The night sky will light up with a brilliant display of shooting stars over the next few days, as the annual Lyrid meteor shower makes its appearance for 2015. Considered the oldest-known meteor shower, the Lyrids will peak on 22 and 23 April, with stargazers able to spot between 10 to 20 meteors per hour.
Typically the first good meteor shower of the year, the Lyrids are visible from most parts of the world, although the timing this year may favour Europe. According to the Slooh Community Observatory, which will host a live stream of the event on Wednesday, 22 April 2015, it is set to be a good year for the Lyrids because the moon will be a slender waxing crescent and will not obscure the view of the meteor shower.
What are the Lyrids?
The April Lyrids have been observed for the past 2,600 years. They are the strongest annual shower of meteors from debris of a long-period comet, mainly because as far as other intermediate long-period comets go (between 200 and 10,000 years), this one has a relatively short orbital period of about 415 years.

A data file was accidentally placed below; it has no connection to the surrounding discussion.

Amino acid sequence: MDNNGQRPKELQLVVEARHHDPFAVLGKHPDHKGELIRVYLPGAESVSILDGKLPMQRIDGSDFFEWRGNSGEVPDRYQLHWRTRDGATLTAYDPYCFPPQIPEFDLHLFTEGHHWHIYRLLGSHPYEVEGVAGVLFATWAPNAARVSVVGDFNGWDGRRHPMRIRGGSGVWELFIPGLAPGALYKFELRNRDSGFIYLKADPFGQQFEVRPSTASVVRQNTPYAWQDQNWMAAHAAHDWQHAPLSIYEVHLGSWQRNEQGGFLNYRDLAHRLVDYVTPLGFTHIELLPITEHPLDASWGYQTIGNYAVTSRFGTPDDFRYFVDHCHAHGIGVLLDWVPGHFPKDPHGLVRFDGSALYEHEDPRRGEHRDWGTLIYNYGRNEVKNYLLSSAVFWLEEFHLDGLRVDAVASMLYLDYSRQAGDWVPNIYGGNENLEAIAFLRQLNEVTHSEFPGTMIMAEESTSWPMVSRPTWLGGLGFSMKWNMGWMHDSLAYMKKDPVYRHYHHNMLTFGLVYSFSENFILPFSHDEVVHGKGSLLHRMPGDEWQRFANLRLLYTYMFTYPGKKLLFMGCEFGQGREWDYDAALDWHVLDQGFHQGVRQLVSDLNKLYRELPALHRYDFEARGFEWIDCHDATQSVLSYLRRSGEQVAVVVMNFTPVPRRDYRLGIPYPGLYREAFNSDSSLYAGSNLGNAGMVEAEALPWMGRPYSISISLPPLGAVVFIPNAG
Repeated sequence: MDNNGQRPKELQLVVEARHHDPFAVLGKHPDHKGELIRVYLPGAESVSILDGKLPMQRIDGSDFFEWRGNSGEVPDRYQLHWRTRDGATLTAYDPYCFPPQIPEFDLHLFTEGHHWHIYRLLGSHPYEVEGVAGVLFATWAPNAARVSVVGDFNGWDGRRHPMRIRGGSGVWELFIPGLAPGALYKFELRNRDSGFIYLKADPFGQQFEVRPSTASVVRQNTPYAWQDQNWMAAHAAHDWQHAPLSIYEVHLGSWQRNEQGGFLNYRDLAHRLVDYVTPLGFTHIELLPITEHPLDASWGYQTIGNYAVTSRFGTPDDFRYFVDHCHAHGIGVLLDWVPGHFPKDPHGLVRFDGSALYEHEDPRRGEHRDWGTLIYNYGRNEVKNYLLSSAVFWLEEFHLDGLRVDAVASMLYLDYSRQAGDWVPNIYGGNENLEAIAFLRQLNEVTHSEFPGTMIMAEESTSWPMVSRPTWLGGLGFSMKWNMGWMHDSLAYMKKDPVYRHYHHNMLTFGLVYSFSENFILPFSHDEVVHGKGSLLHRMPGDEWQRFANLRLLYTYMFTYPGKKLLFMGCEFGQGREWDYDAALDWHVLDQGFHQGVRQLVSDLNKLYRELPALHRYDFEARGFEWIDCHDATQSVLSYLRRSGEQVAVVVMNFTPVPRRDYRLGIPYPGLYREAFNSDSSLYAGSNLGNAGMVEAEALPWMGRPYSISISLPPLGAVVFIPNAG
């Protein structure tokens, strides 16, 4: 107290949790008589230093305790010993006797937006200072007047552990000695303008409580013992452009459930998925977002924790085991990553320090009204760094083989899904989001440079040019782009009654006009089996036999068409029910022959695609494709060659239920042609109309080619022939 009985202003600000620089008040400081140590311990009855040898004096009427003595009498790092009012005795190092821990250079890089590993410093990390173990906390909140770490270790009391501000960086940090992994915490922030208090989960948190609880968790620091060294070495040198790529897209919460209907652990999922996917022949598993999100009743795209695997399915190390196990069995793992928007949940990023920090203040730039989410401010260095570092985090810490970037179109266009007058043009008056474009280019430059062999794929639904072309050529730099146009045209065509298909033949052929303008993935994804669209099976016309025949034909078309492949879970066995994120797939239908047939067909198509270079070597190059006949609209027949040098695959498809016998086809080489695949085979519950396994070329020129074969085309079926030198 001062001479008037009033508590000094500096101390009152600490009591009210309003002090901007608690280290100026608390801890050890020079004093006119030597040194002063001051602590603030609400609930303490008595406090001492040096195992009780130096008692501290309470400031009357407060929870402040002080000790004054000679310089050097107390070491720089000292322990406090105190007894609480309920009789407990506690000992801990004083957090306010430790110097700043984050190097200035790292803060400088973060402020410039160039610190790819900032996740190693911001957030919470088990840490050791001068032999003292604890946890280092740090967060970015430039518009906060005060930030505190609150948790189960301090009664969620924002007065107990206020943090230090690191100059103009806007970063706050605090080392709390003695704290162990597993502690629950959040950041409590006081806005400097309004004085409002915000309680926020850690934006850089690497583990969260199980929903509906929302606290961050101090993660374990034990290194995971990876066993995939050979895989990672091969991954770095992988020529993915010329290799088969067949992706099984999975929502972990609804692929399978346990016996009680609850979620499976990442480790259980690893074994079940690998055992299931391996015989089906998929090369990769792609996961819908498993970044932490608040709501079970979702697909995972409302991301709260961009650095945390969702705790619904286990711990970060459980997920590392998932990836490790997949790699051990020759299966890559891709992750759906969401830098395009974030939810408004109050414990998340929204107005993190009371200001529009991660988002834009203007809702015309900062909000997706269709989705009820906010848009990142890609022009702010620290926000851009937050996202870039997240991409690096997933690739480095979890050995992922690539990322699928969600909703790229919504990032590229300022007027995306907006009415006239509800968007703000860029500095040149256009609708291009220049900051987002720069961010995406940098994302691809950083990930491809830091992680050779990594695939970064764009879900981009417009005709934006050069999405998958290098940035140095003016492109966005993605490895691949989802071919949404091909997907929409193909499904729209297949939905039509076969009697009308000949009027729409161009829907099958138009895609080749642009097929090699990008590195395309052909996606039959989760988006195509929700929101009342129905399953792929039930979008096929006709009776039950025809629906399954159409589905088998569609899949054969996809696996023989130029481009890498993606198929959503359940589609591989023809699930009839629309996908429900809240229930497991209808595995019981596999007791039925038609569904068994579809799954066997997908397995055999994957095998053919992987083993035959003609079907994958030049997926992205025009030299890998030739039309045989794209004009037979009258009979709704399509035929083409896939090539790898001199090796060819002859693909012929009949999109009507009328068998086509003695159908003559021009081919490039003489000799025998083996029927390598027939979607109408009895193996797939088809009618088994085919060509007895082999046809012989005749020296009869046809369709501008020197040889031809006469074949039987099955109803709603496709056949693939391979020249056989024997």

The source of the shower is particles of dust shed by the long-period comet Comet C/1861 G1 Thatcher. As the comet sheds debris, the fragments of rock and dust strike the Earth's upper atmosphere at around 110,000 miles per hour, vaporising the debris and creating streaks of light. Sometimes, Earth may pass through a thick clump of comet debris, meaning more meteors will be visible.
Lyrid "fireballs" are created when brighter meteors cast shadows for a split second, leaving behind smoky debris. The radiant of the shower is located in the constellation Lyra, near the brightest star of the constellation, Alpha Lyrae, or Vega. The Lyrids can appear anywhere in the sky.
Why do the shooting stars leave behind a glowing trail?
Shooting stars are not actually stars but fast-moving fragments of rock and debris left behind by a comet, and as the Earth moves around the sun, some of these pieces are pulled toward Earth by gravity. Around a quarter of the meteors produced during the shower will leave behind an ionised gas trail that glows for just a few seconds.
When a meteor enters Earth's atmosphere it is moving so fast that its atoms collide with air molecules and electrons are 'knocked' loose - creating free electrons and positively charged ions. As the shooting star passes, the negatively charged free electrons are attracted to the positively charged ions and combine with them. When this happens energy is released in the form of light, creating the glowing trail behind shooting stars.